MONTGOMERY — The House Public Safety and Homeland Security Committee voted to advance legislation bolstering local law enforcement’s ability to work with federal agencies to enforce immigration laws after weeks of delays.

House Bill 376 (HB376), also called the Laken Riley Act, is sponsored by State Rep. Ernie Yarbrough (R-Trinity). The bill seeks to allow law enforcement to partner with federal immigration agencies to enforce federal immigration and customs laws and the detention, removal, and investigation of illegal aliens and the immigration status of any person.

The bill's name comes from the February abduction and murder of Laken Riley, who was an undergraduate student at the Augusta University nursing school and a former student at the University of Georgia. The suspect in the case is a 26-year-old illegal immigrant, Jose Antonio Ibarra, from Venezuela, who police say abducted her while she was jogging on the UGA campus.

After a public hearing on April 3, the bill was placed into a subcommittee to hammer out details and address concerns of law enforcement interests in the state. The Homeland Security Committee delayed voting on the bill for two weeks in a row.

The public hearing exclusively featured immigration advocates speaking in opposition to the bill for the perceived discrimination against illegal immigrants or Hispanic people in general.

After weeks of debate over the details, the committee passed a substituted bill that addressed the concerns of lawmakers and law enforcement in the state.

“The purpose of this bill is to help state and local law enforcement keep our communities safe in the event that an illegal immigrant engages in criminal behavior by providing a 48-hour window for law enforcement to coordinate with the federal government to help them enforce already existing federal immigration laws,” Yarbrough said.

The amended legislation removed penalties for specific reporting requirements to the Alabama Law Enforcement Agency while still requiring quarterly immigration-related reporting by local jails and detention centers. The amendment also left the enforcement of the bill’s provisions up to local governments while removing any potential financial loss to local law enforcement for noncompliance.

It also added language requiring officers to act in good faith while enforcing the bill’s provisions in compliance with already existing laws.

In addition, at the request of House Minority Leader Anthony Daniels (D-Huntsville), the bill reiterates that any detained illegal immigrant would be afforded all of their constitutional rights.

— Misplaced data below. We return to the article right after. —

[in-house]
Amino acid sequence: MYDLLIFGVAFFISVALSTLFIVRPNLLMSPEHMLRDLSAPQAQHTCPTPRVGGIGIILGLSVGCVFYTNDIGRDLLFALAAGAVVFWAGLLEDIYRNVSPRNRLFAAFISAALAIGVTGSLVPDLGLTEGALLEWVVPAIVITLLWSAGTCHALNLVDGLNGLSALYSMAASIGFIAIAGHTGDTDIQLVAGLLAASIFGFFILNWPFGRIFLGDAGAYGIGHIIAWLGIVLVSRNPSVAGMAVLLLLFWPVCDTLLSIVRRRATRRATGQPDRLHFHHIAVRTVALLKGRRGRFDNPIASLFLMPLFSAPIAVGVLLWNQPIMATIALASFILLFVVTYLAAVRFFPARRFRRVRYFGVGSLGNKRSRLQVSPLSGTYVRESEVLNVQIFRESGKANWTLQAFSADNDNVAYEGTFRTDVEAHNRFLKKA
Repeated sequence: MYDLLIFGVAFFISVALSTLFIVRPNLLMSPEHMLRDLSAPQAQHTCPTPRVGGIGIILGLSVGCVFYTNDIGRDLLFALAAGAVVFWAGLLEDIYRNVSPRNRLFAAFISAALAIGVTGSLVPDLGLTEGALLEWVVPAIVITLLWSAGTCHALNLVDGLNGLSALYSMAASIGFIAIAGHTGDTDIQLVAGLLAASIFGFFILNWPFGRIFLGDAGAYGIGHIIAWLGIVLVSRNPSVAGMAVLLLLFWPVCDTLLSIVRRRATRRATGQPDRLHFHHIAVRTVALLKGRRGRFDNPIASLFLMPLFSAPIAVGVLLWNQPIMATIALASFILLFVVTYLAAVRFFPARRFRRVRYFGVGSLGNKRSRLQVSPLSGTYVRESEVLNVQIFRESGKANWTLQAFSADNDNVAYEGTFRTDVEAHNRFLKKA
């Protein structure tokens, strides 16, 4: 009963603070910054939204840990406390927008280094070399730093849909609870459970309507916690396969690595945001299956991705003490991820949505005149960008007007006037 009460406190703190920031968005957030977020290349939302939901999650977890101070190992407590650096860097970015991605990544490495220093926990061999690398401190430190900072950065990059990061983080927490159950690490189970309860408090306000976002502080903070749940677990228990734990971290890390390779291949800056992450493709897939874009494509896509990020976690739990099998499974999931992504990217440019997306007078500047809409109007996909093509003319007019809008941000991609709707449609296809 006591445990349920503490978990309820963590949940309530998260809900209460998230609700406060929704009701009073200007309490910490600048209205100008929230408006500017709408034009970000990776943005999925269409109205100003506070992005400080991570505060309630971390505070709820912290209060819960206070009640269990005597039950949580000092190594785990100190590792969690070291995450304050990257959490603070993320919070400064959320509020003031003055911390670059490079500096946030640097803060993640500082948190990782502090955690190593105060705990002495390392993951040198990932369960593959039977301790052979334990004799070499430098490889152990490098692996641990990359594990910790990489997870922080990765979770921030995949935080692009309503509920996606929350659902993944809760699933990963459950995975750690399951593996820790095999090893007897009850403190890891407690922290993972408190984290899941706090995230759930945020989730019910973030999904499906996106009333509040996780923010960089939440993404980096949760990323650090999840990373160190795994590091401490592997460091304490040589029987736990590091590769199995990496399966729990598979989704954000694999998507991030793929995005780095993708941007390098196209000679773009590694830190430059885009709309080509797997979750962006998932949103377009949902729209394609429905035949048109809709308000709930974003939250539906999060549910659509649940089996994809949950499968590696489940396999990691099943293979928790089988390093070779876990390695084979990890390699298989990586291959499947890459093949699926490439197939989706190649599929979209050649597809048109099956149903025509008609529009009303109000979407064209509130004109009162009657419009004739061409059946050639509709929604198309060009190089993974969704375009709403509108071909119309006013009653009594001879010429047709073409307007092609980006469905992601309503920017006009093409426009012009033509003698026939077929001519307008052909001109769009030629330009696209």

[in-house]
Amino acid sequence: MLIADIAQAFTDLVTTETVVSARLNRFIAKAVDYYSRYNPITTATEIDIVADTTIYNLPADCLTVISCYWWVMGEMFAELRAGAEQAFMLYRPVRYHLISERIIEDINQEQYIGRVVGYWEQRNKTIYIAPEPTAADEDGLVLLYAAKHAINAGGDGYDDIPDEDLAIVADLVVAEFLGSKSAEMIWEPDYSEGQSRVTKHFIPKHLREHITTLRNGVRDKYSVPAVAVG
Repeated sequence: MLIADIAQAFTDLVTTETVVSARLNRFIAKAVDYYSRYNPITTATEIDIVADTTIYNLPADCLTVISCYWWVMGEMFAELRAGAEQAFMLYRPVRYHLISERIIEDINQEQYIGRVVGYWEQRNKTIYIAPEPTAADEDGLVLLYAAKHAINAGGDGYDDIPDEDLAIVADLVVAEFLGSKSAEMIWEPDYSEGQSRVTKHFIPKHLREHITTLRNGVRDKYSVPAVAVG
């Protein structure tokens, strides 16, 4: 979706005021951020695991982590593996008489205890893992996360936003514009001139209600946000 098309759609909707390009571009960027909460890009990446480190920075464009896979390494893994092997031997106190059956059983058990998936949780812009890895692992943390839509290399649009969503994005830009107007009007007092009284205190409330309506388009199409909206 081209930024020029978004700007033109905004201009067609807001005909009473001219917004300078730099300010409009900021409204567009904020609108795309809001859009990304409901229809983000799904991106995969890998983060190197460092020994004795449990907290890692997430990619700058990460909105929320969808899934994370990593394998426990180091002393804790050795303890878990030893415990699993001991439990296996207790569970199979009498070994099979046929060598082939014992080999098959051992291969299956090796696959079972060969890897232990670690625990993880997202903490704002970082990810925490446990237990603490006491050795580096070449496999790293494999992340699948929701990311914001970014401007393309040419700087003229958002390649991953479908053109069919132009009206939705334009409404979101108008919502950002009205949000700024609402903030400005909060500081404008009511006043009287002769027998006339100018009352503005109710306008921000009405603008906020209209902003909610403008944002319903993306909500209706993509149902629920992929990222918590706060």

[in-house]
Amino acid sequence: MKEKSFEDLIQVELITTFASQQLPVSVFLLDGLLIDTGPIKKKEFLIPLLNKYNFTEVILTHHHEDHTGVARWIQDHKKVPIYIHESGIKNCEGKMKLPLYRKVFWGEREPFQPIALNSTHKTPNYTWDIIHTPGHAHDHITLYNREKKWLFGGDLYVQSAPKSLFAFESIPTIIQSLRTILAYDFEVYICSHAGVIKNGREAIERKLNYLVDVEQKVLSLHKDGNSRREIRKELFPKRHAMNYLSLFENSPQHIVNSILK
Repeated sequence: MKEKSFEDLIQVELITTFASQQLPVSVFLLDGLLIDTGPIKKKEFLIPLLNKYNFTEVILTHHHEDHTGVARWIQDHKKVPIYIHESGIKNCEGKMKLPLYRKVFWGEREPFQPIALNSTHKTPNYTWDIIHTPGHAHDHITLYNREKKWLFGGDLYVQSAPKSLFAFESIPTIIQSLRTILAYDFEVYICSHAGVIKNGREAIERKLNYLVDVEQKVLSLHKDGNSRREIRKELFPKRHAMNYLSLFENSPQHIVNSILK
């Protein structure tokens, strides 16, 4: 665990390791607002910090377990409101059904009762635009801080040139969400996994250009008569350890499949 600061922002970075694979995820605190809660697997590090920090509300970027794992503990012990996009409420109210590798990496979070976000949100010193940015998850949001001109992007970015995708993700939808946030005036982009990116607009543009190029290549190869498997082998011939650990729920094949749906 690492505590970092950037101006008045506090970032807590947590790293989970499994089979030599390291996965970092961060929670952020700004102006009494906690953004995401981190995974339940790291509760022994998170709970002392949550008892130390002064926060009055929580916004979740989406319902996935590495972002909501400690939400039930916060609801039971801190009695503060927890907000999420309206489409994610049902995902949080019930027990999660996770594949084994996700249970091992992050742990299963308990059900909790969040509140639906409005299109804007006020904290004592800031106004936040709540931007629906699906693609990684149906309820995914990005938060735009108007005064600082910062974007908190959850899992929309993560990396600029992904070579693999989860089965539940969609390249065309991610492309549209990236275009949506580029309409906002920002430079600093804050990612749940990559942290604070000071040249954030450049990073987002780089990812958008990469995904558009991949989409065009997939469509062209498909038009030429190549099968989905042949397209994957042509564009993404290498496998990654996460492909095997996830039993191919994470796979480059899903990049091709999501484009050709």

State Rep Ron Bolton (R-Northport) applauded Yarbrough for working with the sundry parties to reach a palatable compromise.

Representatives with the Alabama Sheriff’s Association told 1819 News that they still oppose the bill because it puts the federal government’s responsibility on departments that are already stretched thin. 

State Rep. TaShina Morris (D-Montgomery) also applauded Yarbrough for working with concerned parties, reiterating that the bill was not designed to target individuals.

“For the record, this is not just a targeting bill, right?” Morris asked. “It’s not, someone is riding, and a police officer is looking just to stop someone?”

“Well, for example, the name of the bill, the individual in conversation is accused of taking the life of Laken Riley, already had multiple engagements with law enforcement up to that point,” Yarbrough stated. “So, the desire is that, if that happens, we have empowered local law enforcement in some way to help keep our community safe,” Yarbrough responded.

After limited discussion, the committee passed the bill with only two members abstaining from the vote. The bill now goes to the House for a vote. With limited time left in this legislative session, the bill faces an uphill battle to final passage before the session concludes.

The bill states that "state and local law enforcement agencies may enter into memorandums of understanding and agreements with the United States Department of Justice, the Department of Homeland Security, and any other federal agency for the purpose of enforcing federal immigration and customs laws and the detention, removal, and investigation of illegal aliens and the immigration status of any person in this state."

The bill would additionally:

·      Require state and local government employees to maintain information relating to the immigration status of any individual.

·      Allow state and local law enforcement officers to transport an illegal alien to the federal government's custody.

·      Allow local law enforcement to arrest an illegal alien based on his or her status as an illegal alien or for violating any federal immigration law.

·      Create standard procedures for the intake and booking of illegal aliens and foreign nationals in county and municipal jails.

·      Require jails to honor immigration detainer requests issued by the Department of Homeland Security in certain circumstances.

·      Require quarterly reports by county and municipal jails regarding foreign nationals.

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